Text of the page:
“Have your veterinarian check out any changes to your dog’s skin color. Since some of the causes of hyperpigmentation can be quite serious, you’ll want to seek professional treatment.”

Dr. Chyrle Bonk


4. Skin infections

One of the causes of hyperpigmentation, and therefore, brown spots, is a skin infection. Whether of the fungal, bacterial, or parasitic variety, these infections can cause inflammation that could lead to color changes in the skin.

With skin infections, you will likely see other signs: dogs may be itchy, have redness bordering the brown spots, and their skin may develop an odor.

Pictures of spots due to infections:

Black spots on dog's skin as a result of a fungal skin infection
Dark brown spots on dog skin due to infections

Dogs with skin infections often display clinical signs such as itching, redness, inflammation, hair loss, or scabs. They may also exhibit discomfort and restlessness.

Your veterinarian will need to look at your dog’s skin and possibly take skin scrapings to look at under the microscope to determine the cause of your dog’s skin infection. Medications, such as antibiotics, antifungals, and parasiticides, will be used to treat.
Learn more about skin infections in dogs (with pictures and veterinarian advice).

5. Skin allergies

Another cause behind changing skin color in dogs is allergies. Just like humans, our pups are susceptible to all kinds of allergies. Some of those can cause chronic irritation of the skin that may lead to brown spots, as shown on the image below:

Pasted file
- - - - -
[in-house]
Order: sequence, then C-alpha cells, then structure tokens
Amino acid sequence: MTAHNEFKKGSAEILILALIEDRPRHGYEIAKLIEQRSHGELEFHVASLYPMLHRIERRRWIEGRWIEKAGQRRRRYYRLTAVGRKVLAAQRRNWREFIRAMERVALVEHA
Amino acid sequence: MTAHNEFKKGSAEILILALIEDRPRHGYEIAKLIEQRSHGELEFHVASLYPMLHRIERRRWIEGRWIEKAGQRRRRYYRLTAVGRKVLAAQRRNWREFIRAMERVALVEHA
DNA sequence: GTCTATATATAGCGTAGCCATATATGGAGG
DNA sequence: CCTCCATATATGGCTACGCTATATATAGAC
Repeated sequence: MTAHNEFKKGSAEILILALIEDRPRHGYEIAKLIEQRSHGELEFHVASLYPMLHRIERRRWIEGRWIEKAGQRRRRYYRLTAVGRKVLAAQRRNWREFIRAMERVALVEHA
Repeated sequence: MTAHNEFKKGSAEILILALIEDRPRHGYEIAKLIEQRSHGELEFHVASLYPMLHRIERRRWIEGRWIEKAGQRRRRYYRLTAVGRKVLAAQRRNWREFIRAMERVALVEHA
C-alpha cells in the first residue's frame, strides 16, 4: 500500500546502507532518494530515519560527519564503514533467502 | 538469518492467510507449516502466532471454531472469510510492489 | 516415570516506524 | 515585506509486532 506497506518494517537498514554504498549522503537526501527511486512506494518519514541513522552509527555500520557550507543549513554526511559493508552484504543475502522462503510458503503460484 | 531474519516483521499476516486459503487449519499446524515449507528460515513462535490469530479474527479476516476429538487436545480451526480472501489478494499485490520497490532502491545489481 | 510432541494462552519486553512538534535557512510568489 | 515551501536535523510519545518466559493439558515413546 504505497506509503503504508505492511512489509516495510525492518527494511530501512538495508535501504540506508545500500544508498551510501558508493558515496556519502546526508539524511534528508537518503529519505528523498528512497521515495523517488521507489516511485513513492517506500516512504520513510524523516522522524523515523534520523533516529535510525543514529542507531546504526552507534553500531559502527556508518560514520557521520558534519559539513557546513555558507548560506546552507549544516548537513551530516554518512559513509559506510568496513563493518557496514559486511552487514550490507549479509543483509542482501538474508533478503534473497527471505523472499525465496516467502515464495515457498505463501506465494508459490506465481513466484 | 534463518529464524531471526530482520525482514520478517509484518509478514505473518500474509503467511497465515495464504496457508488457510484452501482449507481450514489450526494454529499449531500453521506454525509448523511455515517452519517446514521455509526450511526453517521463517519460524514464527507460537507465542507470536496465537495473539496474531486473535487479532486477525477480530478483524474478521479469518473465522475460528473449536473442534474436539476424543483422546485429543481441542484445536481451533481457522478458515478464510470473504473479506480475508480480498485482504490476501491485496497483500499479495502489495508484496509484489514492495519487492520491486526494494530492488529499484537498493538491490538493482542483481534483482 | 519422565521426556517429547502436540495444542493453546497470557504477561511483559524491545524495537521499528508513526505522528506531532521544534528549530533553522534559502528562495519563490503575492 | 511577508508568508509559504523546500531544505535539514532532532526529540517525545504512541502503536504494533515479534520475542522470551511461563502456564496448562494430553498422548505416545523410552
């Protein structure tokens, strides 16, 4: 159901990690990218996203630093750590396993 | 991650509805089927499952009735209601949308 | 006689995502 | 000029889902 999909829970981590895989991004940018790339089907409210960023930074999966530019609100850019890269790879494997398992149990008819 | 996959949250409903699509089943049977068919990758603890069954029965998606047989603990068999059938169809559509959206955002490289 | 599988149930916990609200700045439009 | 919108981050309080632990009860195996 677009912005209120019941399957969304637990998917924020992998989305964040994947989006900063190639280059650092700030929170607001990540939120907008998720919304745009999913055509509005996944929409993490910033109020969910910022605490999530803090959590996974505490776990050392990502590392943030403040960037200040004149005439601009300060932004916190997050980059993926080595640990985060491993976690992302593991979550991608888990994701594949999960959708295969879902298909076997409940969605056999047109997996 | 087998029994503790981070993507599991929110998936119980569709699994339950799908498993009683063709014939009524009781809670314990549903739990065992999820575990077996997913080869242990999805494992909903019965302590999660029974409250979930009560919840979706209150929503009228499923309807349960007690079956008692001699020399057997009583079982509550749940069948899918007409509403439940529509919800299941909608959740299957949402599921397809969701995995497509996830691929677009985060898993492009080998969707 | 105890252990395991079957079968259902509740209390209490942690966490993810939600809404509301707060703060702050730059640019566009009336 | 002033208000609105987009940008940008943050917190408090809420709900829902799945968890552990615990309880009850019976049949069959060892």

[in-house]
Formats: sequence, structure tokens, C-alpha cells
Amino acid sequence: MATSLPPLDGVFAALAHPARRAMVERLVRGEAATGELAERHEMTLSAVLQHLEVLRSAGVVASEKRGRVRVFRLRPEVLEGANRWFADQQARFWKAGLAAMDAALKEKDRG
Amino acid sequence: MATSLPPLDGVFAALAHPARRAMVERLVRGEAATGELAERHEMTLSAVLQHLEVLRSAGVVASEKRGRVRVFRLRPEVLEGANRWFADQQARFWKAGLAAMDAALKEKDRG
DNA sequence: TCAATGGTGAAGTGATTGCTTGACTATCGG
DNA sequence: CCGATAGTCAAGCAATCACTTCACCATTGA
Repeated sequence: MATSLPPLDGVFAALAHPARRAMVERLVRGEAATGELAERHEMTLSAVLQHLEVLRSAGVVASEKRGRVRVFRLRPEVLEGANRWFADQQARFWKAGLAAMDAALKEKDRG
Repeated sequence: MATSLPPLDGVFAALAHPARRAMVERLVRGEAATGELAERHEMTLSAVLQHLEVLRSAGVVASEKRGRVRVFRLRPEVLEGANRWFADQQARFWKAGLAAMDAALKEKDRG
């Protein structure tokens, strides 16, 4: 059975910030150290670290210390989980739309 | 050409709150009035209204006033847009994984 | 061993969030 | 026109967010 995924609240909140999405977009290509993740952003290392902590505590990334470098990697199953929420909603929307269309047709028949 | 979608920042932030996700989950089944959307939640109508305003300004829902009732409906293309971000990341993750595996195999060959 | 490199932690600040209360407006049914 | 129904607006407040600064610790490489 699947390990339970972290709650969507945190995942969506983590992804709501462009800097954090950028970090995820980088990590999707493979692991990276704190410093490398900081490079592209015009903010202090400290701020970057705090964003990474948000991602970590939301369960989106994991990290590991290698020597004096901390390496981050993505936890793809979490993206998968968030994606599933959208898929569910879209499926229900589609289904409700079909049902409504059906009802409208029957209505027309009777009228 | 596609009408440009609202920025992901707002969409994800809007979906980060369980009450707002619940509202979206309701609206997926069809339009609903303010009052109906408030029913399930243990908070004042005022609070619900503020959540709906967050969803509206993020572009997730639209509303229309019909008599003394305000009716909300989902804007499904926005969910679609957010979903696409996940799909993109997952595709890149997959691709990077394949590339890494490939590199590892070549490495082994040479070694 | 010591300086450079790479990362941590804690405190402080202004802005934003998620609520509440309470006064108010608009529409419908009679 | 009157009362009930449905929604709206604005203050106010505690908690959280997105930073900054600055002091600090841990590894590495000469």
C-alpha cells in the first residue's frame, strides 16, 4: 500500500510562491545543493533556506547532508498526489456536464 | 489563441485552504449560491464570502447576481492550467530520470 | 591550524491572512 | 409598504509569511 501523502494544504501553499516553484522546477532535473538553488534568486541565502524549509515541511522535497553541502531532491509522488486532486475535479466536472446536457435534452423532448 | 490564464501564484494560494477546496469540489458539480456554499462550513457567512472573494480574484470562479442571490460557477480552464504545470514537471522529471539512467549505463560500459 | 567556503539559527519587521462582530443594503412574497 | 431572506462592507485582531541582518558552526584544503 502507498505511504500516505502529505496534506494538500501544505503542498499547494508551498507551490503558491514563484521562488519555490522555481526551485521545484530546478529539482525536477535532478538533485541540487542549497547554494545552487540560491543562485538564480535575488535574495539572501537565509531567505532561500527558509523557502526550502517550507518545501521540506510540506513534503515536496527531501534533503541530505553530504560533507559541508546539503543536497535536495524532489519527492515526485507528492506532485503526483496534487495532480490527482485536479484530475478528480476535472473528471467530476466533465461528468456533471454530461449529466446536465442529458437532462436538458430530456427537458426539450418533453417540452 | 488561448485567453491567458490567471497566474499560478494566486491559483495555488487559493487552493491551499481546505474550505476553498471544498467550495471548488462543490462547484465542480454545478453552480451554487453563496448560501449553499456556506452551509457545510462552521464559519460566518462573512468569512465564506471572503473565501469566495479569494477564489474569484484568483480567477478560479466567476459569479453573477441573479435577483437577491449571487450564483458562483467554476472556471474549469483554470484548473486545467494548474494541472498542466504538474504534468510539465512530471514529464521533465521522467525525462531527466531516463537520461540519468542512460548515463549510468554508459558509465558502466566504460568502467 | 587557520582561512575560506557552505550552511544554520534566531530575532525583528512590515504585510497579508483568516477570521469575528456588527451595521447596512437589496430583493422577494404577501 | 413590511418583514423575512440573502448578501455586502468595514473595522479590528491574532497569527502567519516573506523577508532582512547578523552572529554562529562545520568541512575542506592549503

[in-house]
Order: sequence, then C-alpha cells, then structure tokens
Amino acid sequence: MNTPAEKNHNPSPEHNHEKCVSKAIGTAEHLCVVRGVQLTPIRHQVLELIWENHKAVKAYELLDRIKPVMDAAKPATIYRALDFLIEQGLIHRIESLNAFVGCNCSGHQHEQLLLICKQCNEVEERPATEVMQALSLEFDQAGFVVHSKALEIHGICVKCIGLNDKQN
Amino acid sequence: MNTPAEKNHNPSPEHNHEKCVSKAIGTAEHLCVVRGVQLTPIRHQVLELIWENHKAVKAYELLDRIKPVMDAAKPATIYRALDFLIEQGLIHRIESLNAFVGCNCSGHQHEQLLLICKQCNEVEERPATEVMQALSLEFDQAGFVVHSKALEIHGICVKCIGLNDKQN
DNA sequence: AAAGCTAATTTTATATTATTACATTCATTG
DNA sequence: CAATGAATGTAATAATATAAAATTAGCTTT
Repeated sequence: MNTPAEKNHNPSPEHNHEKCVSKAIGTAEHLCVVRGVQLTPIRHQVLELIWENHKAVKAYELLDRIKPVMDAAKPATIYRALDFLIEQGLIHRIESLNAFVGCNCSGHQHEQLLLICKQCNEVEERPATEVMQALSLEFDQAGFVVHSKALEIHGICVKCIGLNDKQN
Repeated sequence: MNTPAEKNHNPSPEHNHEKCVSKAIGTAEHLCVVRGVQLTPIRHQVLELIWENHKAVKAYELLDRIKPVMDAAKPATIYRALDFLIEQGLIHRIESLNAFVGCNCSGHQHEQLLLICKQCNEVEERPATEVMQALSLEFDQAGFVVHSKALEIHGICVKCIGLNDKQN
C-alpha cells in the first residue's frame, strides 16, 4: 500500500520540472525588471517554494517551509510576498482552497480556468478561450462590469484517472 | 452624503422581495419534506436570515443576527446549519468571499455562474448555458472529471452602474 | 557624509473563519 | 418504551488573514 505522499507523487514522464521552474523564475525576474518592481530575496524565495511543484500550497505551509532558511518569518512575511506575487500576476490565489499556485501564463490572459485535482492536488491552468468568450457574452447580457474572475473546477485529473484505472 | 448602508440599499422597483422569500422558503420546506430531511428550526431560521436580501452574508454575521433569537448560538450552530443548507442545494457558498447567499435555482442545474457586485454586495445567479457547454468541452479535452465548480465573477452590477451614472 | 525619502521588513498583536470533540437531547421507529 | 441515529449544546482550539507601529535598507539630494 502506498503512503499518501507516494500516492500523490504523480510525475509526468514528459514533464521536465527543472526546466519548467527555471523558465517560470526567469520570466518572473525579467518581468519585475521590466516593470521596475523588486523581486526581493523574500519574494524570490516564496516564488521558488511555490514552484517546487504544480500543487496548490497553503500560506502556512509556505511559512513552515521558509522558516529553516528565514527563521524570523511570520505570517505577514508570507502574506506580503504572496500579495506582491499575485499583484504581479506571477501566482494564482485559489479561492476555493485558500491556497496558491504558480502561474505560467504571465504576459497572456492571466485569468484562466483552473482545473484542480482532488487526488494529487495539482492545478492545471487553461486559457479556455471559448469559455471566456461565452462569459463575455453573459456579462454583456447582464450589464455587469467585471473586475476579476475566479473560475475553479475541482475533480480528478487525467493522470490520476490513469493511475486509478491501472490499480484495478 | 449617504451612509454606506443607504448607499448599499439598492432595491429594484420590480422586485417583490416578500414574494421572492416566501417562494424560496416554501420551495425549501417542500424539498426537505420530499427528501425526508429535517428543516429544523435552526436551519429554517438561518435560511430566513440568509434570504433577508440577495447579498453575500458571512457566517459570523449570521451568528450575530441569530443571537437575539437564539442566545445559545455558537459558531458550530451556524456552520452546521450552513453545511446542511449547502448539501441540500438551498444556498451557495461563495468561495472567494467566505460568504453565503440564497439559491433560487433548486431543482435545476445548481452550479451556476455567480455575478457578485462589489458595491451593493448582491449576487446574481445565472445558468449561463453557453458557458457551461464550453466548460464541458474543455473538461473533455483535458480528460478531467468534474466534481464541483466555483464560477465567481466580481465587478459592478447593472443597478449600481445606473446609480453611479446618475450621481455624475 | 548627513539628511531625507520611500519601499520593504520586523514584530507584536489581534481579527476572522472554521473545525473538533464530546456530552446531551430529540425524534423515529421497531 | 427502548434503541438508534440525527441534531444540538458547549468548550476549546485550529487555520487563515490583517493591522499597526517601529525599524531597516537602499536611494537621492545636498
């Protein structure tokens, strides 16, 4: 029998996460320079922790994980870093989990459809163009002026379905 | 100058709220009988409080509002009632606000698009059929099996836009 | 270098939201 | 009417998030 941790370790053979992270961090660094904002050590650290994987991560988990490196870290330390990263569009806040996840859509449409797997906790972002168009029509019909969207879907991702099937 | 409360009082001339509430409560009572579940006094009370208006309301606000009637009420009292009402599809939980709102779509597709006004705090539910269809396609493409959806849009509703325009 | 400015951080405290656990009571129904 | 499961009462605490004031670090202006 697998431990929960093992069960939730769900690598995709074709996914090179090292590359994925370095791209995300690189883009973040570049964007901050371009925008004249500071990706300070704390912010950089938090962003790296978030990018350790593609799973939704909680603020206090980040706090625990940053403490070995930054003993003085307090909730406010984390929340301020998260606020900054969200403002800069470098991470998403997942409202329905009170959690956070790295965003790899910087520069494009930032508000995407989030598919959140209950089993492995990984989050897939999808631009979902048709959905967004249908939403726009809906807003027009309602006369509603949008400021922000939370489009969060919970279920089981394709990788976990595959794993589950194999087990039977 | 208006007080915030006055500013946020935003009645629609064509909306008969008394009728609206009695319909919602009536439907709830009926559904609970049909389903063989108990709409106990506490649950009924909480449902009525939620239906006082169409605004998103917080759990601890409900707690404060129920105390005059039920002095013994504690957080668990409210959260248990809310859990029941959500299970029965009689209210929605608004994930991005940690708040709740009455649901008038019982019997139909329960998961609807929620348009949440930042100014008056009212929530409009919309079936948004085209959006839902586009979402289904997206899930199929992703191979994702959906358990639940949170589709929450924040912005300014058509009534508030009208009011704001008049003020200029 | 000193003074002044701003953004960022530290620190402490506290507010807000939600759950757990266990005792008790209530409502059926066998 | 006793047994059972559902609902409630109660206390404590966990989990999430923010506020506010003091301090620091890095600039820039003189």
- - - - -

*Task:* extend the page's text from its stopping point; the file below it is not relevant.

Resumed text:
Brown spots on dog skin due to allergies

Skin allergies may be due to contacting an allergen in the environment or something they ate. Either way, you may see itching and redness with those brown spots.

dry flaky skin due to a food allergy
Flaky skin with brown spots due to a food allergy

Itchy, allergy skin usually shows up on feet, ears, or lightly-haired areas of the body like the belly and groin. Your vet will want to take a skin scraping to rule out other causes of your dog’s changing skin color. They will then try to treat by removing the allergen or by using topical or oral antihistamines or anti-inflammatories.
Learn more about skin allergy issues.

6. Cancer

Most pet parents who see a new brown spot on their dog’s skin will immediately jump to the diagnosis of cancer—and with good reason. Melanomas and other skin cancers are the most commonly diagnosed malignant tumors in dogs. But that doesn’t mean that every new brown spot is indeed cancer.